Allen also noted that the first employees to look for other job opportunities and eventually quit are typically your best employees and ones that could hurt you if you lost them. Be prepared and take action to make sure your employees feel valued and a part of your company’s family.

Is Your City Small Business-Friendly?

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If you’ve ever looked for a new office, apartment or house — even a hotel room — you have discovered there is truth in the universal real-estate maxim. Location, location, location…

Location is everything. Now I’m not trying to sound like a cheesy, real-estate agent, but this mantra also holds true when starting and growing a small business. Along with a great product or service and enough start-up capital, the success of your small business can be greatly influenced by your location.

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Austin, Texas has become one of the most popular destinations in the United States over the last few years. We here at the Zoho Austin office can attest to that. And maybe part of its popularity is due to the city’s small business-friendly environment.

As the nation’s second-fastest growing city in 2012 and fastest growing city in 2011, Austin was also named the friendliest city in the country for small businesses, in the second annual Small Business Survey by San Francisco-based Thumbstack.com and Kansas-City-based Kauffman Foundation.

The survey, compromised of nearly 8,000 business owners across the nation gave Austin an “A+” rating. The overall ranking was based on factors like ease of starting a business, training and networking programs, ease of hiring and regulations, health and safety, labor and hiring, licensing and environmental, tax code and zoning.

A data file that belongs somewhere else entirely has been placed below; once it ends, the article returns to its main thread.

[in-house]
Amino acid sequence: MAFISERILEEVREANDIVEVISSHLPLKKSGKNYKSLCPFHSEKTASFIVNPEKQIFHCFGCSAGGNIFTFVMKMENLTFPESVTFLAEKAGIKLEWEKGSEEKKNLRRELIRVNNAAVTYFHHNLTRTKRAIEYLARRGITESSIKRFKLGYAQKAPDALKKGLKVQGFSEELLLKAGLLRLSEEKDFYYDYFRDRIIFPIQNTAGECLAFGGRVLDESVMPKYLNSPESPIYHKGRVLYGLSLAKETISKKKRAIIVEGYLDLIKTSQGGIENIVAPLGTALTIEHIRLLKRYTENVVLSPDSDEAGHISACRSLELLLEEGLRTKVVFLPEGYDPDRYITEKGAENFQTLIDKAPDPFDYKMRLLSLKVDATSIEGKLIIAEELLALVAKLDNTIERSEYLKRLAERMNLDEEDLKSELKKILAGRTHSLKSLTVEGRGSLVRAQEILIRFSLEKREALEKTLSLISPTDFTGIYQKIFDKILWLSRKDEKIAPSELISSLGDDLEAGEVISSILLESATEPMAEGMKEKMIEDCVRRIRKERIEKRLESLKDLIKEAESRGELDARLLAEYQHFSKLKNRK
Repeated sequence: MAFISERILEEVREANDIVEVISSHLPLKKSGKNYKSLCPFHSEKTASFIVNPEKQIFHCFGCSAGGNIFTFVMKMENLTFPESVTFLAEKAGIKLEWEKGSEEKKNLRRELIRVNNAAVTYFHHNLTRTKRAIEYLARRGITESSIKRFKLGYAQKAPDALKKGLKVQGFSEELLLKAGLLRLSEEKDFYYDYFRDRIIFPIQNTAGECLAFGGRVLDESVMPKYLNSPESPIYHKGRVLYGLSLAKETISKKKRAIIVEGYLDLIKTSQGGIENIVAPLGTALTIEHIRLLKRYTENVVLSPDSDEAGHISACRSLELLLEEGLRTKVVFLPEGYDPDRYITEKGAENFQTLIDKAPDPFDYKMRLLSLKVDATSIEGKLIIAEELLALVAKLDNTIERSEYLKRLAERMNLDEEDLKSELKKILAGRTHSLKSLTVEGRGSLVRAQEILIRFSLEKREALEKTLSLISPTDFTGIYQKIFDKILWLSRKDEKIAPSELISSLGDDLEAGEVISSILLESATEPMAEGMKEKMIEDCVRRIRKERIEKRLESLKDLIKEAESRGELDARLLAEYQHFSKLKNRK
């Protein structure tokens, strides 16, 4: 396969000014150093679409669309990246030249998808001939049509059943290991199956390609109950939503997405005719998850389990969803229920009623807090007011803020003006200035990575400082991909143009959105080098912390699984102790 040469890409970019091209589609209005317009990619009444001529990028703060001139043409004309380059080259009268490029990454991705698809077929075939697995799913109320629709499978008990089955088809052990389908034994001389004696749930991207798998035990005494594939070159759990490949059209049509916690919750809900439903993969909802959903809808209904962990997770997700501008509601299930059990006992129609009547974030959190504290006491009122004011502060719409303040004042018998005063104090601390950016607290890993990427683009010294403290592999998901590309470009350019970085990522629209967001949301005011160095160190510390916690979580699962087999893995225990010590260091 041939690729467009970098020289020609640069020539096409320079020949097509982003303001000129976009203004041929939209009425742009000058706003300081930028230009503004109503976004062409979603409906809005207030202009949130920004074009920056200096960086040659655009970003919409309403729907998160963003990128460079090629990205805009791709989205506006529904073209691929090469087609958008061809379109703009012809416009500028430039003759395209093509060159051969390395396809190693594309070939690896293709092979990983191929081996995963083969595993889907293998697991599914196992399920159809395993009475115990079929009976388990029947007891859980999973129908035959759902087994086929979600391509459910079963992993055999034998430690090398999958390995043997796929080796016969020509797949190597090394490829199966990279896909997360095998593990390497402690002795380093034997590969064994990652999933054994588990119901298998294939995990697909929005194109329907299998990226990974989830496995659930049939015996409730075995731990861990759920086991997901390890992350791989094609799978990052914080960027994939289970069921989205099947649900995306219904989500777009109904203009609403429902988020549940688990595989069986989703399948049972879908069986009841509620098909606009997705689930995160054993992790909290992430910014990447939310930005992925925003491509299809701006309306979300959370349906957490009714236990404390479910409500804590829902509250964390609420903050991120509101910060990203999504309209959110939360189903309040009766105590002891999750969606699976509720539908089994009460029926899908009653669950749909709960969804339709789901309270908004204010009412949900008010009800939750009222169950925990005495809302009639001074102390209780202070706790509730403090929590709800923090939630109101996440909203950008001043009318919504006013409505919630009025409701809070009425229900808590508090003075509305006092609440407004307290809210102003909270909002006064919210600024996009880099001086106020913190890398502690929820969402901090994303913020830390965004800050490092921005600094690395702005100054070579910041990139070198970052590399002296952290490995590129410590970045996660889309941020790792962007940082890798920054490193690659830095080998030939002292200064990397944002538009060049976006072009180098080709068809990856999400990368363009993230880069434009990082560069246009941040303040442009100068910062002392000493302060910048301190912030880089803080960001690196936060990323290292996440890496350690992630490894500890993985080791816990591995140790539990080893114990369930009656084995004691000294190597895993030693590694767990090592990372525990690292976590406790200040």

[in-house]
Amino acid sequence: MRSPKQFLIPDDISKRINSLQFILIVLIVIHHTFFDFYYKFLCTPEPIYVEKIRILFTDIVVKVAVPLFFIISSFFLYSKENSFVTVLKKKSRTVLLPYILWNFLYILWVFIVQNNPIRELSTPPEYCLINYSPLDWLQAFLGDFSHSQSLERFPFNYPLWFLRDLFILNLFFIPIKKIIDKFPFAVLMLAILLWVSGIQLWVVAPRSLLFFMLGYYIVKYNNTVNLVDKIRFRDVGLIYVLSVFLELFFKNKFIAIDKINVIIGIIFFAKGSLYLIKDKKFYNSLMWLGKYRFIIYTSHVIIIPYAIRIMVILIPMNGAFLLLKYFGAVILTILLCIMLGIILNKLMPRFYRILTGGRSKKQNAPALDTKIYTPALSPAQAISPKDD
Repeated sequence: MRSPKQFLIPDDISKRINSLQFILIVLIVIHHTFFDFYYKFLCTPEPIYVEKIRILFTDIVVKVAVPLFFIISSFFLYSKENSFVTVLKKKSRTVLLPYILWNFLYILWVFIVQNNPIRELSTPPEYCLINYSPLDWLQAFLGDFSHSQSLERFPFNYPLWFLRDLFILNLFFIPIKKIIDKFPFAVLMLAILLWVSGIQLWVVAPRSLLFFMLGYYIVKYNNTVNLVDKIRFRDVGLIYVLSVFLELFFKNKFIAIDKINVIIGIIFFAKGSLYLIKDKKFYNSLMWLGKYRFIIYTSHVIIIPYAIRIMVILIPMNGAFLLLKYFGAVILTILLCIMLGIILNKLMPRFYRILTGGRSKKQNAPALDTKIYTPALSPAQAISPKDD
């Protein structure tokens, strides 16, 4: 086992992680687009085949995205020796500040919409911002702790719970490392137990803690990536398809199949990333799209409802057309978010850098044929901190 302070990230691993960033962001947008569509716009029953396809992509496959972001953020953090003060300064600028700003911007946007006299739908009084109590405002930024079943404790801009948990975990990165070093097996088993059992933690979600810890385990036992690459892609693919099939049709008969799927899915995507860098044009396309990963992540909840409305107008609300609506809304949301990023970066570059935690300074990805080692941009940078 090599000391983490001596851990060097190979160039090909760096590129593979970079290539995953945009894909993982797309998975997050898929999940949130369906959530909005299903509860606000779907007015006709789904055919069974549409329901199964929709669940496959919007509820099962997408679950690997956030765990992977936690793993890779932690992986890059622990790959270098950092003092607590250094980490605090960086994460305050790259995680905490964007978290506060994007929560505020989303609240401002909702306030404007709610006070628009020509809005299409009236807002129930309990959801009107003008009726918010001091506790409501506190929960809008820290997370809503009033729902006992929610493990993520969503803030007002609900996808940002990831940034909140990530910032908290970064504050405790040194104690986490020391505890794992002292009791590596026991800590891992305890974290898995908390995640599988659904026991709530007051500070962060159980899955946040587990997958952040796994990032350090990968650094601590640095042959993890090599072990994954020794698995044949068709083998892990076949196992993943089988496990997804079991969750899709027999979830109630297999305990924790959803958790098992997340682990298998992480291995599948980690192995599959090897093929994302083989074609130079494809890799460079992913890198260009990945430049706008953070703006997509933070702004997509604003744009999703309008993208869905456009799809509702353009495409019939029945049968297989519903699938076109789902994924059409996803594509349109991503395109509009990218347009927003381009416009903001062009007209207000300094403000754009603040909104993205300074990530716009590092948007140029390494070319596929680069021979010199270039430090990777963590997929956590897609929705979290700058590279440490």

And while it’s no secret to us here in the Zoho Austin office how great the city is, the “friendliest small business city” ranking got us thinking: What makes a city accepting and nurturing for small businesses?

The Survey Says…

According to the above survey, the most important predictor of a city or state’s overall score was training and networking programs. The survey also found that a state’s economy and number of licensing requirements were also very influential.

In fact, the data showed that the number of licensing requirements was 30 percent more important for small business owners than tax codes — an area many people assume plays a pivotal role in the  location of a small business.

“For most small businesses, simple licensing regulations and helpful training programs are even more important to their success [than low taxes],” Thumbstack co-founder Sander Daniels told The Business Journals.

Barriers to Entry

Although it may seem obvious, the friendliest cities for small businesses typically have the fewest number of road blocks for the owners to enter the market. There are a number of licensing requirements from state-level agencies and many entrepreneurs are unaware of what they need to start a business besides a great idea or product.

Co-author of the report Nathan Allen said that the licensing requirements were very influential because “it’s something [small business owners] really have to contend with and stay up on…the time they have to spend on it can become a serious burden to their growth.”

Cities with business resource centers or development programs can link small business owners to a number of resources and training programs in their communities to help streamline city and permit approval.

For example, the city of Chicago recently set up a restaurant start-up program to give prospective restaurateurs information on choosing the best location, inspections and licensing. The city of Austin has a Small Business Development Center with information on applying for a loan to how you can improve your marketing strategy.

Do Your Research

Choosing any city to start your small business isn’t always possible or practical. In fact, statistics suggest that the majority of people open businesses where they are currently living.

Start by studying places like Austin to see why they are so friendly to small businesses and focus on getting engaged in your community to learn about existing avenues for training and networking. Ultimately, you can work to build your area into a valuable resource for you and your fellow small business owners — wherever you live.